[Kst] Does kst have any support for data that changes, but doesn't grow?

D. V. Wiebe dvw at ketiltrout.net
Sat Dec 14 00:54:19 UTC 2013

On Thu, Dec 12, 2013 at 05:01:14PM +0000, Fowler, Joseph W. wrote:
> Dear Barth,
> Thanks for giving it some thought. You're right: the writer (or reader) would have to lock the file somehow. I hadn't thought of that.
> In my understanding of GetData and kst, though, the real issue is that the idea of altering a data source rather than appending to it violates the basic abstraction of what a data source is. That's why it makes sense for kst not to read old data.
> For the sake of argument, I picture a system where the a field can be tagged as volatile. A volatile field means that (1) it can change data without changing its length, and (2) its length is independent of the number of frames in the reference field. In dirfiles, I don't know if you'd want to have a /VOLATILE directive, or let VOLATILE be a basic type, an alternative to RAW. Probably the latter, since "samples per frame" makes no sense for volatile fields. Derived fields would inherit volatility from the raw one.
> It might be too much of a departure and create too many problems. For example, what's the implied INDEX vector if a user wants to plot a volatile field? Will it depend on whether the volatile field is longer or shorter than the number of frames in the reference field? Also, how will kst know when to check the volatile field for changes?
> Still, it might be worth it for you to consider it. You can see from the thread http://mail.kde.org/pipermail/kst/2013-August/021394.html that I'm not the first this year to ask about achieving oscilloscope-type behavior from kst.
> For my immediate problem, I figure I'll either try to write a kst plugin for our obscure data file format or get our group to agree to using dirfiles for our raw data.
> Thanks.
> Joe

Hey Joe,

You seem to be asking for two separate things here:

1) A way to have GetData inform kst when data which kst has already read
have changed.

2) Have non-synchronously sampled data in a dirfile.

From the standpoint of GetData, the first of these is probably the easier
to accomodate, but as Barth points out it would require some sort of
handshake between reader and writer to avoid race conditions.

The second requires a more fundamental change to the Dirfile Standard,
and the way GetData is structured, but may be possible.

I'll think about what can be done about it.

Not dirfile related, but I recall people talking about how to get kst to
read data files which only present a single value which is repeatedly
overwritten (for example, various /proc files), but I don't know if
anything happened with that.



Hmmm, I hesitate to mention this, because it's probably not worth the
effort, is sub-optimal in implementation, and I don't think kst
supports it, but, after thinking about it, there *is* a way to implement
"oscilliscope mode" in a Dirfile as-is.

Here's the jist of it:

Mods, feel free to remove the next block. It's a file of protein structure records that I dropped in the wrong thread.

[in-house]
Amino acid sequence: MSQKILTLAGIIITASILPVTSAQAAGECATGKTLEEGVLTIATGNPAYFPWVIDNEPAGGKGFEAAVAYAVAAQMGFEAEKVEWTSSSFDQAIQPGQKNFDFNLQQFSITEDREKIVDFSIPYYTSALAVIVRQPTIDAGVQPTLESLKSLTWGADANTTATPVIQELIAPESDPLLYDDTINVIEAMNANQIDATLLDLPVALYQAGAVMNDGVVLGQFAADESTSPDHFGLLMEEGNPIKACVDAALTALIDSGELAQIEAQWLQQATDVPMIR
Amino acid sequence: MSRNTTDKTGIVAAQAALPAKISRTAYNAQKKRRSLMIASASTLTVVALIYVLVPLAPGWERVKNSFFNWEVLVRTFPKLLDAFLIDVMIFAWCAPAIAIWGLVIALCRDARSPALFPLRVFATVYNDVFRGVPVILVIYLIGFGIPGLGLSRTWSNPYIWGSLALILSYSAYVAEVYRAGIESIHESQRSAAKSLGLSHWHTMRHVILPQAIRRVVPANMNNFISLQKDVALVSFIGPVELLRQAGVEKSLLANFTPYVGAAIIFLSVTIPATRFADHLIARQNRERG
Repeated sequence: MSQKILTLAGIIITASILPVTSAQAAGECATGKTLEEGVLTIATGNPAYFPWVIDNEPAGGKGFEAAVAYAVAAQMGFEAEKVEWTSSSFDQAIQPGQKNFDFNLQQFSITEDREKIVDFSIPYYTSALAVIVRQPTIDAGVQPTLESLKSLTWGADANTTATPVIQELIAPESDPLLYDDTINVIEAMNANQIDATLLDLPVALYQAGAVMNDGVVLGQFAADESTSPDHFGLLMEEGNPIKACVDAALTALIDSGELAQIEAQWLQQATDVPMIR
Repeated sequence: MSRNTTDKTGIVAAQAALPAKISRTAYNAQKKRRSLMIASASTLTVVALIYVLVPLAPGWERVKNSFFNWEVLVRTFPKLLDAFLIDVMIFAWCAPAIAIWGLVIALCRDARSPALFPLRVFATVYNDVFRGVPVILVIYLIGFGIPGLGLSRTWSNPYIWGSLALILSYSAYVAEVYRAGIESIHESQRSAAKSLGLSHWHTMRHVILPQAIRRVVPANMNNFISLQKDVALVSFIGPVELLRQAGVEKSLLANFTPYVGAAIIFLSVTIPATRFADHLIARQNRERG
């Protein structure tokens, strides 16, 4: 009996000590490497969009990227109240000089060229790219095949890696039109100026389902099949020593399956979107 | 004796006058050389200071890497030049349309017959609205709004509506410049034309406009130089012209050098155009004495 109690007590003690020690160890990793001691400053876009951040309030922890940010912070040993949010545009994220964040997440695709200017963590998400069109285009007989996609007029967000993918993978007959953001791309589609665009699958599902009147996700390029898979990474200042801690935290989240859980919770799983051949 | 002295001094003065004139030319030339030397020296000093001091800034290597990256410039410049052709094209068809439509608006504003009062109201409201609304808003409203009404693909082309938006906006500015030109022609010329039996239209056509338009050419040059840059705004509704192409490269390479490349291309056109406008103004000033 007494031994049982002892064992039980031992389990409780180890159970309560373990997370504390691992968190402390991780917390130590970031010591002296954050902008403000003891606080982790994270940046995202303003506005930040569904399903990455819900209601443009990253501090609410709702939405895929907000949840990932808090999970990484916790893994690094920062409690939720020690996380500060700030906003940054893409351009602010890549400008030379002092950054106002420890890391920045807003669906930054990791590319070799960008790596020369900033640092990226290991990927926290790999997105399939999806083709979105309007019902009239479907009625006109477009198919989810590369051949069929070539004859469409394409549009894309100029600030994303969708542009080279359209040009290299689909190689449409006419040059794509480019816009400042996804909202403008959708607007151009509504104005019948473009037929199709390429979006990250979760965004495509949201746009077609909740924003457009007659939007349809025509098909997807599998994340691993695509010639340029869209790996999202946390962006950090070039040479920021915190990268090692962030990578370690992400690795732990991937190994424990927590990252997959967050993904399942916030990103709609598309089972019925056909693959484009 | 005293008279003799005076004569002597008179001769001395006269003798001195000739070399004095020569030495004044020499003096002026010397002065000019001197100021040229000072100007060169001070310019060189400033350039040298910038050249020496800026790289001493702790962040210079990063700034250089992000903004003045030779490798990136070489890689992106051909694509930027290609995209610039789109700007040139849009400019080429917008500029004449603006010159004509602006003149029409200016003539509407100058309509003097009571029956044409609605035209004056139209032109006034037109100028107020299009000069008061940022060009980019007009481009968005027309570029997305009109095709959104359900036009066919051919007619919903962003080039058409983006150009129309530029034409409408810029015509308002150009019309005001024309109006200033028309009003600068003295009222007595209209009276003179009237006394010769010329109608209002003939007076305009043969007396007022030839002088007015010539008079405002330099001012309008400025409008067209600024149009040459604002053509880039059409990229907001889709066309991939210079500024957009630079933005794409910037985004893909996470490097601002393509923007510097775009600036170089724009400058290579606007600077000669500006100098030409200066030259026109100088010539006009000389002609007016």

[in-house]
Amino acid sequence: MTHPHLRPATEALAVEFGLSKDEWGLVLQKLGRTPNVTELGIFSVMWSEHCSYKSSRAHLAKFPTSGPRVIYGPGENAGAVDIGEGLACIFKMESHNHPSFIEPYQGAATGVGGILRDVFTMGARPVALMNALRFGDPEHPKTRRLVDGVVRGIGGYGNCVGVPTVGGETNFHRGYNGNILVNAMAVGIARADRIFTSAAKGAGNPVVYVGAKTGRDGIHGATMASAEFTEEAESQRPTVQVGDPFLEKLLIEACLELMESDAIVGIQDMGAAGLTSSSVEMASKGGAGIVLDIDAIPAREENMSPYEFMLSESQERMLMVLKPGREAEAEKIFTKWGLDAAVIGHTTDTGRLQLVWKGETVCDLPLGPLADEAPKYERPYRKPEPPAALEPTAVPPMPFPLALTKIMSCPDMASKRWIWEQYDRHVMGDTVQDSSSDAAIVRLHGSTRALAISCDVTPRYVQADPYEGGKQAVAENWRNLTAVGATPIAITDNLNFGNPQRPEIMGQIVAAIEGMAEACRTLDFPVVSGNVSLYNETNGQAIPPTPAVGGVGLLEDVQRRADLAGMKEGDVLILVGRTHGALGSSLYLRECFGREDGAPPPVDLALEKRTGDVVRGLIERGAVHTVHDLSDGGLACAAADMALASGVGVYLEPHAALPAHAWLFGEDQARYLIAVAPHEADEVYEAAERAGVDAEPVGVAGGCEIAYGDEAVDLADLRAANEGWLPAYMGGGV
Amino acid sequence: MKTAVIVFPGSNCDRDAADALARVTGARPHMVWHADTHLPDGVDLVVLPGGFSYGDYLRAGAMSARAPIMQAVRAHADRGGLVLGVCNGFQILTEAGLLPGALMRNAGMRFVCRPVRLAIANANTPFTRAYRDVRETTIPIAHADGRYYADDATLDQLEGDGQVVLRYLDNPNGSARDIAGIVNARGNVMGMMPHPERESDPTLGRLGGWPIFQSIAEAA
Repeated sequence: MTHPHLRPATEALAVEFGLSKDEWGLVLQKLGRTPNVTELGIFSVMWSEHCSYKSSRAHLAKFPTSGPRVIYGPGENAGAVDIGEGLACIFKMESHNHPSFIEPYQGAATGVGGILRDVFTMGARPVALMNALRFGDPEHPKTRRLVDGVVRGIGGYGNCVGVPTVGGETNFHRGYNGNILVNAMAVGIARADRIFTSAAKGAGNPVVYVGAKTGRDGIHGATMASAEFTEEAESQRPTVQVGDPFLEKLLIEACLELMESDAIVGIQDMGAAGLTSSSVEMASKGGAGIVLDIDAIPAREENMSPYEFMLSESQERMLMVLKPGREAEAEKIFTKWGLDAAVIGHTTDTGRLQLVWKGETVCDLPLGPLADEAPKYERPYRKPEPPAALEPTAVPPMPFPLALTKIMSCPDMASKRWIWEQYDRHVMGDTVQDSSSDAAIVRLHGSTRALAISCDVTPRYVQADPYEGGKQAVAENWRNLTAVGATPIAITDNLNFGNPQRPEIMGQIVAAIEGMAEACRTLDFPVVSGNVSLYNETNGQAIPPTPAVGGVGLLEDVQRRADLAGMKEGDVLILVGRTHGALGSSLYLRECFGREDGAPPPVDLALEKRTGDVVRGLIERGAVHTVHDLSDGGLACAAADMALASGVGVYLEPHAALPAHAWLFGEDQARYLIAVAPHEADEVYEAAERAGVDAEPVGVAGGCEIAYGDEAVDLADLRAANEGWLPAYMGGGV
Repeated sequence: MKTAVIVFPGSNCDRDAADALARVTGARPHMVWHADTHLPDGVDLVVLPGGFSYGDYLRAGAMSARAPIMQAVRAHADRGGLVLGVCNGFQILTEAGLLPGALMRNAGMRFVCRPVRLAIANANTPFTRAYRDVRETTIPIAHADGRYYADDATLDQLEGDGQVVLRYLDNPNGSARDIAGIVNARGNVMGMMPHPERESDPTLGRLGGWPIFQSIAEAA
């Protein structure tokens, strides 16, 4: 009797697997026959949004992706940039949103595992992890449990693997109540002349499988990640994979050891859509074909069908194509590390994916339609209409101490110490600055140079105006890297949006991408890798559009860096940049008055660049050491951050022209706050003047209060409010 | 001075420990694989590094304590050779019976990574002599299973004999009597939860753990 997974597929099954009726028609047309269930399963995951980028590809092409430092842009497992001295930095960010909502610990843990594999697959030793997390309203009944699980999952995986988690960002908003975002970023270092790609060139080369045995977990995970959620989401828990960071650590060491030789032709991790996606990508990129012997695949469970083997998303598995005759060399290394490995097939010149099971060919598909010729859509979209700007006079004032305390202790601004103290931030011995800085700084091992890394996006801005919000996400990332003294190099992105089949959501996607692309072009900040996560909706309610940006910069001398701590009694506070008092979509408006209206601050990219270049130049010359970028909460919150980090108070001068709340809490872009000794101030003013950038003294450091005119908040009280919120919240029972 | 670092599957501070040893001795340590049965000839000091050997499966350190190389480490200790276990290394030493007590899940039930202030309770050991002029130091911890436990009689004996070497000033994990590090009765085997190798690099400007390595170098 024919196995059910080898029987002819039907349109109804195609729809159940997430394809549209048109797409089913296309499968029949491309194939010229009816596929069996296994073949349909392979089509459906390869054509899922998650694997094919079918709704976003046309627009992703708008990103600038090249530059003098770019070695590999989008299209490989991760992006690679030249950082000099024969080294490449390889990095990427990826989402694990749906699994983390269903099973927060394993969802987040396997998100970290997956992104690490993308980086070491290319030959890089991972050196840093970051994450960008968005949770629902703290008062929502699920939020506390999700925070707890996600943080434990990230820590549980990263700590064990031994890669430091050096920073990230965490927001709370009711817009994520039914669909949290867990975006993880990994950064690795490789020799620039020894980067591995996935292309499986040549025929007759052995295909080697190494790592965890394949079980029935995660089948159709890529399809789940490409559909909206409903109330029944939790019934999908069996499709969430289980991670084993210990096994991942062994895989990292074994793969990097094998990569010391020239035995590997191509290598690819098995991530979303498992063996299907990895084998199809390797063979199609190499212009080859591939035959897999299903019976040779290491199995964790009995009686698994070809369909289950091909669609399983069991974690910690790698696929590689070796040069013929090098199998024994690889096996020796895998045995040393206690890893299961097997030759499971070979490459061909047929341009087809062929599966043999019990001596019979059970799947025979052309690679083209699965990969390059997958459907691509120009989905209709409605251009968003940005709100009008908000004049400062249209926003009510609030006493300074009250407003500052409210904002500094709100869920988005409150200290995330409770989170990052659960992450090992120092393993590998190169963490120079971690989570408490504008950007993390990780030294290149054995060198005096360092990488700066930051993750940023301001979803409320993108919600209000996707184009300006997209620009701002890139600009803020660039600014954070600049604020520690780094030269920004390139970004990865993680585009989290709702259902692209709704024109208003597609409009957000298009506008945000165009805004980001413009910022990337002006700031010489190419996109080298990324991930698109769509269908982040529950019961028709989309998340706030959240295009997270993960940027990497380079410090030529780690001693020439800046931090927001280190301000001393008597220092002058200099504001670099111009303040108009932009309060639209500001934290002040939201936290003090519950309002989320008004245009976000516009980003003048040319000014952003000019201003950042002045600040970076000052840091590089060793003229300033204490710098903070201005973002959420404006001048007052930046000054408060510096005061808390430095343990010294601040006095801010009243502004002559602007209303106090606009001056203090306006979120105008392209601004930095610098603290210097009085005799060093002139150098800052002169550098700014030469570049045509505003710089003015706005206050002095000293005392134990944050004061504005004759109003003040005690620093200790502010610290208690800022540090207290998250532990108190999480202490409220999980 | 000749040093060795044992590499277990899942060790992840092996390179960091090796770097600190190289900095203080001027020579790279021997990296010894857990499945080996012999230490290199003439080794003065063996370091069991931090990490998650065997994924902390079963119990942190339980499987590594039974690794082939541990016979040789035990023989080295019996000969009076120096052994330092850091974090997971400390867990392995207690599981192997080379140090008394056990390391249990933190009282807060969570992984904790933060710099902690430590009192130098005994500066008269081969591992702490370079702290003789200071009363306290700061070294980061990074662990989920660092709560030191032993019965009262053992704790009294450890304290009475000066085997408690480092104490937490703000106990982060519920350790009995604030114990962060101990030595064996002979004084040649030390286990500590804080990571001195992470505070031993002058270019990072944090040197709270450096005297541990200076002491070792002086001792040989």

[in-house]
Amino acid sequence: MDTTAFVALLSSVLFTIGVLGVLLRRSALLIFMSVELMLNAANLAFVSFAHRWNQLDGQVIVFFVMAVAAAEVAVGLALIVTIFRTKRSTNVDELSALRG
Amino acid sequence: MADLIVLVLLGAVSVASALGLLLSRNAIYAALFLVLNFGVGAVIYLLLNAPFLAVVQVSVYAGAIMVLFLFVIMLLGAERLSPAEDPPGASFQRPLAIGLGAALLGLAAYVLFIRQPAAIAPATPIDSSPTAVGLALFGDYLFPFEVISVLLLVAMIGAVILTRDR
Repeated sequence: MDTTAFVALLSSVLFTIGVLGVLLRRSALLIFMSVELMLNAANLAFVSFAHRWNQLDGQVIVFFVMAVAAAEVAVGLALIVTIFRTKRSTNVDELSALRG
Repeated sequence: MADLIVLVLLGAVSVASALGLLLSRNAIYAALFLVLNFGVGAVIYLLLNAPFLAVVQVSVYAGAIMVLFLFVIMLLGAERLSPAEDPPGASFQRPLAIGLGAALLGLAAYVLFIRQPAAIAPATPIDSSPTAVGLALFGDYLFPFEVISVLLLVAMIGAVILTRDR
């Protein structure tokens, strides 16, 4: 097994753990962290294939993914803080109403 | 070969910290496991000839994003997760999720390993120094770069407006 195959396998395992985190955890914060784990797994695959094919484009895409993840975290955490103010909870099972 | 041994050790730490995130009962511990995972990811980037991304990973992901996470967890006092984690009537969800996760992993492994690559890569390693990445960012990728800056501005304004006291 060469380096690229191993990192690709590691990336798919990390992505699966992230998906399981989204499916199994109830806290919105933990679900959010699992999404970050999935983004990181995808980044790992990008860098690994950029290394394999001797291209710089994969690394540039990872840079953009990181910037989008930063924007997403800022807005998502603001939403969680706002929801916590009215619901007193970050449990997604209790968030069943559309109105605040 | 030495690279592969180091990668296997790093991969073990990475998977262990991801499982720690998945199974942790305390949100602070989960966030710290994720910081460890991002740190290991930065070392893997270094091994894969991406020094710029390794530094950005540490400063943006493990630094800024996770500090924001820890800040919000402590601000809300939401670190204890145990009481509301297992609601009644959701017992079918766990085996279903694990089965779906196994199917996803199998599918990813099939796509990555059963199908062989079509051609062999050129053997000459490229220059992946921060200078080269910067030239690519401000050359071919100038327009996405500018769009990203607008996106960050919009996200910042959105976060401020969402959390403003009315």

On the writer side, instead of storing the data in a binary RAW field
file, put the oscilliscope data in a CARRAY scalar constant array in
the Dirfile metadata (the format file), and periodically flush the
metadata to disk to update it.  The downside is that CARRAY data are
printf'd as formatted text to the format file, meaning writes will be
slow; also, if amount of data is variable, or if the whole trace
isn't updated at once, things are more annoying:

  extern size_t trace_len; /* intialised on dirfile open */

  void write_trace(DIRFILE *D, const double *data, size_t npts)
    if (npts != trace_len) { /* resize CARRAY */
      gd_alter_carray(D, "trace", GD_NULL, npts);
      trace_len = npts;

    /* update the whole trace -- use gd_put_carray_slice to only
        update a portion of the CARRAY */
    gd_put_carray(D, "trace", GD_FLOAT64, data);

    /* commit */

On the reader side, use gd_desync (or something similar), to monitor
the dirfile for metdata updates and re-fetch the CARRAY when a change
is detected.  Downsides here include that re-reading the CARRAY from
disk requires closing and re-opening the dirfile (The "C" in CARRAY
stands for "CONST").  Also, gd_desync is somewhat lame (it uses mtime
to check for changes to the format file, maning it typically can't
detect metadata updates at a rate of more than 1 Hz).

WRT kst, AFAIK, it doesn't check for metadata updates (via gd_desync
or any other method) nor did it read CARRAYs last time I checked.  (It
may ignore top-level scalar metdata completely.)

  /* returns zero if the data haven't changed, or the number of points
     read */
  size_t read_trace(DIRFILE *D, double *data_out)
    /* check for updated metadata on disk (and reload the dirfile
       if needed) */
    int update = gd_desync(D, GD_DESYNC_REOPEN);

    if (update == 0) {
      return 0; /* no new data */
    } else if (update == -1) {
      /* error ... */

    /* record length */
    size_t trace_len = gd_carray_len(D, "trace");

    /* do some bounds checking on data_out here ... */

    /* fetch */
    gd_get_carray(D, "trace", GD_FLOAT64, data_out);

    return trace_len;

Faster update detection rates could be achieved with a better
replacement to gd_desync. With the CARRAY in a /INCLUDEd
file, using gd_uninclude/gd_include to force GetData to re-read
that file might be less expensive than re-opening the whole
dirfile, but it's still not going to be great.
Don Wiebe                                   dvw at phas.ubc.ca
Department of Physics and Astronomy
University of British Columbia              Hennings 204
6224 Agricultural Road                      Tele: +1-604-822-2585
University Endowment Lands, BC
Canada   V6T 1Z1                            http://ketiltrout.net/
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